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Math 105: Precalculus Algebra14 chapters | 124 lessons | 12 flashcard sets

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Lesson Transcript

Instructor:
*Yuanxin (Amy) Yang Alcocer*

Amy has a master's degree in secondary education and has taught math at a public charter high school.

In this video lesson, you will learn what kind of number 'e' is. Also learn the formal name for this unique number. See what kind of graph the natural base 'e' graphs into, as well as the uses of these types of functions.

** e** is an interesting number.

For example, the phrase 'to express *e*, remember to memorize a sentence to simplify this' matches each word to each number. The beginning word has two letters matching it with the first number, 2. We place a dot after the two. Then the next word 'express' has seven letters matching it with the second number, 7. The following words continue in the same manner. If you want to memorize it and impress your friends, you can use this memory aid or any other memory aid that you know of.

When the number *e* is used as the base for a logarithm, we call the number *e* the natural base, and the logarithm is called a natural logarithm. Usually, logarithms are assumed to have a base of 10, so when we change the base to *e*, we write it as *ln(x)* or we write *log* with a subscript of *e* to show that it has *e* as the base instead of 10.

The way the natural log works is if we take the natural log of *x*, it will be equal to the power of *e* that gives you *x*. For example, the natural log of *e* is 1 since *e* to the first power is *e*. The natural log of 1, on the other hand, equals 0 because *e* has to be raised to the 0th power for it to equal 1.

The inverse function of the natural log of *x* is simply *e*^*x*. The inverse is the function that reverses the original function. So, this means that if *ln(x)* gives you *y*, then *e*^*y* will give you *x*. They reverse each other.

When graphed, the natural log of *x* curves and slowly approaches infinity as *x* increases. The function never touches the *y*-axis but goes to negative infinity the closer the function gets to *x* = 0.

The *y*-axis is therefore an asymptote of the natural log function.

This natural log function with its graph has quite an interesting use. For example, say you were told that you had a savings account where the continuous compound interest rate is five percent. You wouldn't be able to use this percentage in normal interest calculations since it is your continuous interest and not just a compound interest rate.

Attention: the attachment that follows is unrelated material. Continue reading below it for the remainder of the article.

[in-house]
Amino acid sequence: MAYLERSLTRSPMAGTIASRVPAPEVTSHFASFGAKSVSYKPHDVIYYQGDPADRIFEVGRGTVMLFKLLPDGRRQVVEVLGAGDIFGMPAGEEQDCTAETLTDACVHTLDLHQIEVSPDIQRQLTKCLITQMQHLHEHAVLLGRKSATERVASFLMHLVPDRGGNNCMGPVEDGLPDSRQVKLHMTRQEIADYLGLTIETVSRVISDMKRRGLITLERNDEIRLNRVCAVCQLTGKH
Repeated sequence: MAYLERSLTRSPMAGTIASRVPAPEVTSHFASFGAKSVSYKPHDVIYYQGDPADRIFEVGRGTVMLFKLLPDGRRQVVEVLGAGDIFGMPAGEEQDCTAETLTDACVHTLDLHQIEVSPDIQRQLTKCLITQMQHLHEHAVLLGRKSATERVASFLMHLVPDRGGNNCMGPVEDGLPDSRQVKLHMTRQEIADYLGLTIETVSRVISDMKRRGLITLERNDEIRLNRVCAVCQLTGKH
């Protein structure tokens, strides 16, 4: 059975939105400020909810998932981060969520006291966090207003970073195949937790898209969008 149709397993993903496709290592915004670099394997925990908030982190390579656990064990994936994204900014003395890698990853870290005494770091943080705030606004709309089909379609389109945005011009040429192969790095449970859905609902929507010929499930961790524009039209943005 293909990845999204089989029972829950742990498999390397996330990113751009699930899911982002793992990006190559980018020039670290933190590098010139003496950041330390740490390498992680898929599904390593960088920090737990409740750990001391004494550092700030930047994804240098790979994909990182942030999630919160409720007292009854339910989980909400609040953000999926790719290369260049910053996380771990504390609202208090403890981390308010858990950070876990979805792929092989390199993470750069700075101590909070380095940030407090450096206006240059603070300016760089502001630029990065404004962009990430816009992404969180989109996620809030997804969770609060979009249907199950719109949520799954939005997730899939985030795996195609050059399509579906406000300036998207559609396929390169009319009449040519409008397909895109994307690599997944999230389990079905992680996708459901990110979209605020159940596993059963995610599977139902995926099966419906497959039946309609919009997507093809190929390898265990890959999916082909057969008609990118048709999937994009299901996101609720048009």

What does continuous mean? Continuous means that your interest is constantly being calculated and you would be paid every single moment that your interest is over a penny. But with the use of *e*, you can use the formula *e*^*r* - 1, where the *r* equals your continuous compound interest rate to calculate the compound interest rate that you can use in your other interest calculations.

What have we learned? We've learned that the number ** e** is an irrational number that begins with 2.718281828459045 and continues indefinitely with no pattern. The logarithm that uses the number

The graph of *ln*(*x*) increases slowly towards infinity as *x* increases. The *y*-axis is an asymptote where the function goes towards negative infinity as it approaches *x* = 0. The number *e* is used to calculate the compound interest rate given a continuous compound interest rate using the formula *e*^*r* - 1.

Viewing and studying this video lesson could strengthen your ability to:

- Understand the use of
*e*in the ln(x) and the inverse - Recognize a graph of ln(x)
- Apply
*e*to compounding calculations

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Math 105: Precalculus Algebra14 chapters | 124 lessons | 12 flashcard sets

- What Is an Exponential Function? 7:24
- Exponential Growth vs. Decay 8:41
- Transformation of Exponential Functions: Examples & Summary 5:51
- Using the Natural Base e: Definition & Overview 4:47
- How to Evaluate Logarithms 6:45
- Writing the Inverse of Logarithmic Functions 7:09
- Exponentials, Logarithms & the Natural Log 8:36
- Basic Graphs & Shifted Graphs of Logarithmic Functions: Definition & Examples 8:08
- Logarithmic Properties 5:11
- Practice Problems for Logarithmic Properties 6:44
- How to Solve Logarithmic Equations 6:50
- Using the Change-of-Base Formula for Logarithms: Definition & Example 4:56
- How to Solve Exponential Equations 6:18
- Go to Exponential and Logarithmic Functions

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